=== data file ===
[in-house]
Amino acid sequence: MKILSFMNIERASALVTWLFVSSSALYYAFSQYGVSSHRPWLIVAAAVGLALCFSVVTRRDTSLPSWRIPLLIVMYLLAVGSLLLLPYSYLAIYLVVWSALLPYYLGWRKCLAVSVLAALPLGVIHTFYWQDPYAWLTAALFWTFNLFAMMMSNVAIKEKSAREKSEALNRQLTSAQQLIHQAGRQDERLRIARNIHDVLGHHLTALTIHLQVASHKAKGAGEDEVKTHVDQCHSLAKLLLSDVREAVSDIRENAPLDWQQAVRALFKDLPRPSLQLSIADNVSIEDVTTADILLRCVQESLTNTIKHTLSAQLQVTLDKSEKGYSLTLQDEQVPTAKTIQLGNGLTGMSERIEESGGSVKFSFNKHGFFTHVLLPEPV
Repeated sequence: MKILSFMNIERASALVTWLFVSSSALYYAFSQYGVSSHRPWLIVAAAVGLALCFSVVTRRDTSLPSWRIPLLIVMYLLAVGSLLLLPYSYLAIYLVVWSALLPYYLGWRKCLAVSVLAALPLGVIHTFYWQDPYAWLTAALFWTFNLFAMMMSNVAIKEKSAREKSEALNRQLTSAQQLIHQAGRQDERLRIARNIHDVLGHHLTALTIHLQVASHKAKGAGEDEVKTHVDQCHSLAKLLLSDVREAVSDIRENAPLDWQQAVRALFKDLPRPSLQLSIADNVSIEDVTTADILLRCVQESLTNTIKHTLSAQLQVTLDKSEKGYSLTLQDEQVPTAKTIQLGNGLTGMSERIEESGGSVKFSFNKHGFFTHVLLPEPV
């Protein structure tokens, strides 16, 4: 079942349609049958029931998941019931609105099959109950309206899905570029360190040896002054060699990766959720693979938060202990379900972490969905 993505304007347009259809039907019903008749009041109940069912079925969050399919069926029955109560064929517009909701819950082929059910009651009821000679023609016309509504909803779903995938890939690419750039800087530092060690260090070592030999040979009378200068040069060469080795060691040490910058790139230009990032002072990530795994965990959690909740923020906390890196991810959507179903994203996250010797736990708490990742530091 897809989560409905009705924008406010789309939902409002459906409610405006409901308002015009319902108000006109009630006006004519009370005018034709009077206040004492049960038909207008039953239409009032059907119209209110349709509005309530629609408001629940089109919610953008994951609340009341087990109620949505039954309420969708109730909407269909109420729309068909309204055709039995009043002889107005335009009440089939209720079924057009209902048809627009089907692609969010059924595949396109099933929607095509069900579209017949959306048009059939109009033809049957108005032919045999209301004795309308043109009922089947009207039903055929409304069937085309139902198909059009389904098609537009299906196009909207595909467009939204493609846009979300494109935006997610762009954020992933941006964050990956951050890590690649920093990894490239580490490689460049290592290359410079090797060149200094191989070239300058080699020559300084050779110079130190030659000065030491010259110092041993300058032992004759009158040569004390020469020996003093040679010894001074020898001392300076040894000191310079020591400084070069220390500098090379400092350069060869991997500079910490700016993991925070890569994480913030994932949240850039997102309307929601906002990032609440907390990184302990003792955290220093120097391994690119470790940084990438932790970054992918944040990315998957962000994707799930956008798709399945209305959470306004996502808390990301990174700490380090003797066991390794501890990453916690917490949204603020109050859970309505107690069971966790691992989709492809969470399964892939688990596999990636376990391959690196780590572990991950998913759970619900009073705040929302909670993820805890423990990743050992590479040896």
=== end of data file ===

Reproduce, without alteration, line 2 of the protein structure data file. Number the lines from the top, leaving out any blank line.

Amino acid sequence: MKILSFMNIERASALVTWLFVSSSALYYAFSQYGVSSHRPWLIVAAAVGLALCFSVVTRRDTSLPSWRIPLLIVMYLLAVGSLLLLPYSYLAIYLVVWSALLPYYLGWRKCLAVSVLAALPLGVIHTFYWQDPYAWLTAALFWTFNLFAMMMSNVAIKEKSAREKSEALNRQLTSAQQLIHQAGRQDERLRIARNIHDVLGHHLTALTIHLQVASHKAKGAGEDEVKTHVDQCHSLAKLLLSDVREAVSDIRENAPLDWQQAVRALFKDLPRPSLQLSIADNVSIEDVTTADILLRCVQESLTNTIKHTLSAQLQVTLDKSEKGYSLTLQDEQVPTAKTIQLGNGLTGMSERIEESGGSVKFSFNKHGFFTHVLLPEPV